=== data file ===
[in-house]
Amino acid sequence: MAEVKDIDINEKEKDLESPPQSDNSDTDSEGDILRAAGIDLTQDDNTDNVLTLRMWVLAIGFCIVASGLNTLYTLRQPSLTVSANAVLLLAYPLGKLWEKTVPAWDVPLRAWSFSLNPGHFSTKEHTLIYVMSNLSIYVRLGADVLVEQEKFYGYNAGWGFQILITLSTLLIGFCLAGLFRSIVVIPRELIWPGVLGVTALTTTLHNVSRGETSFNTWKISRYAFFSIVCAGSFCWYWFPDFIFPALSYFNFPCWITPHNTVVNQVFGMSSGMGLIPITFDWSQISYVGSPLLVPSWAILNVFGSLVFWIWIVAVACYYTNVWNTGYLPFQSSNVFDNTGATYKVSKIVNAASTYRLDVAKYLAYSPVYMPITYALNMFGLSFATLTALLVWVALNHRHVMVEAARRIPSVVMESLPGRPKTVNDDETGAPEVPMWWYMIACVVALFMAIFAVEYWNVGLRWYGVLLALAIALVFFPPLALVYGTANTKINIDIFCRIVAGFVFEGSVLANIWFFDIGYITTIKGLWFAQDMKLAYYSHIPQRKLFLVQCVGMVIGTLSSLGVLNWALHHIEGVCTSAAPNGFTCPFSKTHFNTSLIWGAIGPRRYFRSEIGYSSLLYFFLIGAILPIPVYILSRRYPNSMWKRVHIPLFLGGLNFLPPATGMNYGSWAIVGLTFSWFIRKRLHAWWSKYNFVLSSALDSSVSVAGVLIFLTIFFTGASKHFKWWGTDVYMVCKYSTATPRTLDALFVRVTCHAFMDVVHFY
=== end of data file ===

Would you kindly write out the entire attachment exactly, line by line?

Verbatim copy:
[in-house]
Amino acid sequence: MAEVKDIDINEKEKDLESPPQSDNSDTDSEGDILRAAGIDLTQDDNTDNVLTLRMWVLAIGFCIVASGLNTLYTLRQPSLTVSANAVLLLAYPLGKLWEKTVPAWDVPLRAWSFSLNPGHFSTKEHTLIYVMSNLSIYVRLGADVLVEQEKFYGYNAGWGFQILITLSTLLIGFCLAGLFRSIVVIPRELIWPGVLGVTALTTTLHNVSRGETSFNTWKISRYAFFSIVCAGSFCWYWFPDFIFPALSYFNFPCWITPHNTVVNQVFGMSSGMGLIPITFDWSQISYVGSPLLVPSWAILNVFGSLVFWIWIVAVACYYTNVWNTGYLPFQSSNVFDNTGATYKVSKIVNAASTYRLDVAKYLAYSPVYMPITYALNMFGLSFATLTALLVWVALNHRHVMVEAARRIPSVVMESLPGRPKTVNDDETGAPEVPMWWYMIACVVALFMAIFAVEYWNVGLRWYGVLLALAIALVFFPPLALVYGTANTKINIDIFCRIVAGFVFEGSVLANIWFFDIGYITTIKGLWFAQDMKLAYYSHIPQRKLFLVQCVGMVIGTLSSLGVLNWALHHIEGVCTSAAPNGFTCPFSKTHFNTSLIWGAIGPRRYFRSEIGYSSLLYFFLIGAILPIPVYILSRRYPNSMWKRVHIPLFLGGLNFLPPATGMNYGSWAIVGLTFSWFIRKRLHAWWSKYNFVLSSALDSSVSVAGVLIFLTIFFTGASKHFKWWGTDVYMVCKYSTATPRTLDALFVRVTCHAFMDVVHFY